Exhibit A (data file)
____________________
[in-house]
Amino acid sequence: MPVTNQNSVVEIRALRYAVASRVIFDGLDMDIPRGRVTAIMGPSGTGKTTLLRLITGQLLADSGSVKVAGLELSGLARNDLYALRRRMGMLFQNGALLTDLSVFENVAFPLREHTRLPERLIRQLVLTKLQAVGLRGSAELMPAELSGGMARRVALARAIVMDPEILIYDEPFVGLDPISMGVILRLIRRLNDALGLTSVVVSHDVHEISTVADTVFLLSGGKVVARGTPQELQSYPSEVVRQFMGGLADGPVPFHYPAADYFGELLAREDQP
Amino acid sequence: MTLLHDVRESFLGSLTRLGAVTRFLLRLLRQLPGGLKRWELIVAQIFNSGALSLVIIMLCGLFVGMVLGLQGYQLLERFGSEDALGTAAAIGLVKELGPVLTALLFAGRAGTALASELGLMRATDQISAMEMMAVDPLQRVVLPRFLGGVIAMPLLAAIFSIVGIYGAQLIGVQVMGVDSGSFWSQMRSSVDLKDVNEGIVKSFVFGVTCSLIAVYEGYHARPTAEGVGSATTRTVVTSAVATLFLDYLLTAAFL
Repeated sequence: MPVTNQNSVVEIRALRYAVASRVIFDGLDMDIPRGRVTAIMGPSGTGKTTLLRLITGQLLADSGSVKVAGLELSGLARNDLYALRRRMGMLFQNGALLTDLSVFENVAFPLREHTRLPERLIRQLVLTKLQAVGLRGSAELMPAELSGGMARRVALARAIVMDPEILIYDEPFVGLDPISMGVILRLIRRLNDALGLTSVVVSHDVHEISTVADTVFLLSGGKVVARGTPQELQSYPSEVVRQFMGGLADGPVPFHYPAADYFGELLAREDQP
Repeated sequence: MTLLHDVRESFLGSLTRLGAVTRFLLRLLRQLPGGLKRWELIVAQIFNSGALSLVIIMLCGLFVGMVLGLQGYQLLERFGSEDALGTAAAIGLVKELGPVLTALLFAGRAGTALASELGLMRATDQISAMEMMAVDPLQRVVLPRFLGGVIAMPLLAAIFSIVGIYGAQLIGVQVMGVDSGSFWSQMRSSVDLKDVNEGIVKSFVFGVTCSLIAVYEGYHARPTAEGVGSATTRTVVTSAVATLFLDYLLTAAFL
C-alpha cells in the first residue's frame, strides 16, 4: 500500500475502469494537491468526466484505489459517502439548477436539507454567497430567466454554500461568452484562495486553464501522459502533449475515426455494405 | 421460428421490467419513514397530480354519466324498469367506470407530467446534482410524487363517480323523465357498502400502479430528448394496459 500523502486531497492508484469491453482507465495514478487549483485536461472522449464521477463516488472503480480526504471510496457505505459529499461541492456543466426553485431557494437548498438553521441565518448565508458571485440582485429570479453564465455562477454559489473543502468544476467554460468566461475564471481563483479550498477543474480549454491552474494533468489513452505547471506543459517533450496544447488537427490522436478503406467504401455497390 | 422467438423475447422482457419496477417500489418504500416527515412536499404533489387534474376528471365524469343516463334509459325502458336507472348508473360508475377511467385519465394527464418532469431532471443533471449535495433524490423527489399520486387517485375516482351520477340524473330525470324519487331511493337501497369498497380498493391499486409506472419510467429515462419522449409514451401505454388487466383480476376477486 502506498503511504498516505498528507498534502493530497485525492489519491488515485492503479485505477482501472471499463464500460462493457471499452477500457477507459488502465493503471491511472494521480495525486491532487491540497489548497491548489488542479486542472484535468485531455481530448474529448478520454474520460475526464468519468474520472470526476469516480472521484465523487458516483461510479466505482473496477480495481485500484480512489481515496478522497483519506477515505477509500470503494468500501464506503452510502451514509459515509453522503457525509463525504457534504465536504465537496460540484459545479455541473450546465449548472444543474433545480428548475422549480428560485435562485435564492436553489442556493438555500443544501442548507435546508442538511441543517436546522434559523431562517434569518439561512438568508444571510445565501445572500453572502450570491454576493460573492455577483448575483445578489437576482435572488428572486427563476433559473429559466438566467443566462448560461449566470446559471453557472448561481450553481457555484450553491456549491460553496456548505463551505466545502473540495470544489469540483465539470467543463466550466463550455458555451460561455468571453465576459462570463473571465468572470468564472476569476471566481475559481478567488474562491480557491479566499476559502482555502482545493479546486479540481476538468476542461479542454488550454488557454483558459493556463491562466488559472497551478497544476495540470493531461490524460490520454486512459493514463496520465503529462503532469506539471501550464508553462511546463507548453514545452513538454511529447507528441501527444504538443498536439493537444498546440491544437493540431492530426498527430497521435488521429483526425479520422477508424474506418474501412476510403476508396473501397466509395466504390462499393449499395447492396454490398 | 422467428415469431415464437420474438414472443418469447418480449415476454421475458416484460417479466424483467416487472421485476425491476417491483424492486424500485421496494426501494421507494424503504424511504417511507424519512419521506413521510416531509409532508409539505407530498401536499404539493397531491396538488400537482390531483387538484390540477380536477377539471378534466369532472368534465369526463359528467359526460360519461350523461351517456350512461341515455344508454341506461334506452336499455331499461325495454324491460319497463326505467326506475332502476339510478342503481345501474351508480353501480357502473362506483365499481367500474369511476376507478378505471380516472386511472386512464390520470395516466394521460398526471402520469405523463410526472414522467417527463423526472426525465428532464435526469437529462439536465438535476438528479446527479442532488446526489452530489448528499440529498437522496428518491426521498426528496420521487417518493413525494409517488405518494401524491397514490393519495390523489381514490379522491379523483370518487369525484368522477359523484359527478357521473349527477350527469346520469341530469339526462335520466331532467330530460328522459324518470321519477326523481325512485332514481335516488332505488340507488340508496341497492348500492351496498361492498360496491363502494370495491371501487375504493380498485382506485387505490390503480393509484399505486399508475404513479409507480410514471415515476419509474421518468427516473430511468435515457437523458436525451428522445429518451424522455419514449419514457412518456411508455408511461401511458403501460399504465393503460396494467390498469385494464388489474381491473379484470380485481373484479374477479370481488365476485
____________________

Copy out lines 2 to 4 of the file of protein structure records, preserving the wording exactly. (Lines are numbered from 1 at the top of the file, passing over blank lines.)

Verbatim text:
Amino acid sequence: MPVTNQNSVVEIRALRYAVASRVIFDGLDMDIPRGRVTAIMGPSGTGKTTLLRLITGQLLADSGSVKVAGLELSGLARNDLYALRRRMGMLFQNGALLTDLSVFENVAFPLREHTRLPERLIRQLVLTKLQAVGLRGSAELMPAELSGGMARRVALARAIVMDPEILIYDEPFVGLDPISMGVILRLIRRLNDALGLTSVVVSHDVHEISTVADTVFLLSGGKVVARGTPQELQSYPSEVVRQFMGGLADGPVPFHYPAADYFGELLAREDQP
Amino acid sequence: MTLLHDVRESFLGSLTRLGAVTRFLLRLLRQLPGGLKRWELIVAQIFNSGALSLVIIMLCGLFVGMVLGLQGYQLLERFGSEDALGTAAAIGLVKELGPVLTALLFAGRAGTALASELGLMRATDQISAMEMMAVDPLQRVVLPRFLGGVIAMPLLAAIFSIVGIYGAQLIGVQVMGVDSGSFWSQMRSSVDLKDVNEGIVKSFVFGVTCSLIAVYEGYHARPTAEGVGSATTRTVVTSAVATLFLDYLLTAAFL
Repeated sequence: MPVTNQNSVVEIRALRYAVASRVIFDGLDMDIPRGRVTAIMGPSGTGKTTLLRLITGQLLADSGSVKVAGLELSGLARNDLYALRRRMGMLFQNGALLTDLSVFENVAFPLREHTRLPERLIRQLVLTKLQAVGLRGSAELMPAELSGGMARRVALARAIVMDPEILIYDEPFVGLDPISMGVILRLIRRLNDALGLTSVVVSHDVHEISTVADTVFLLSGGKVVARGTPQELQSYPSEVVRQFMGGLADGPVPFHYPAADYFGELLAREDQP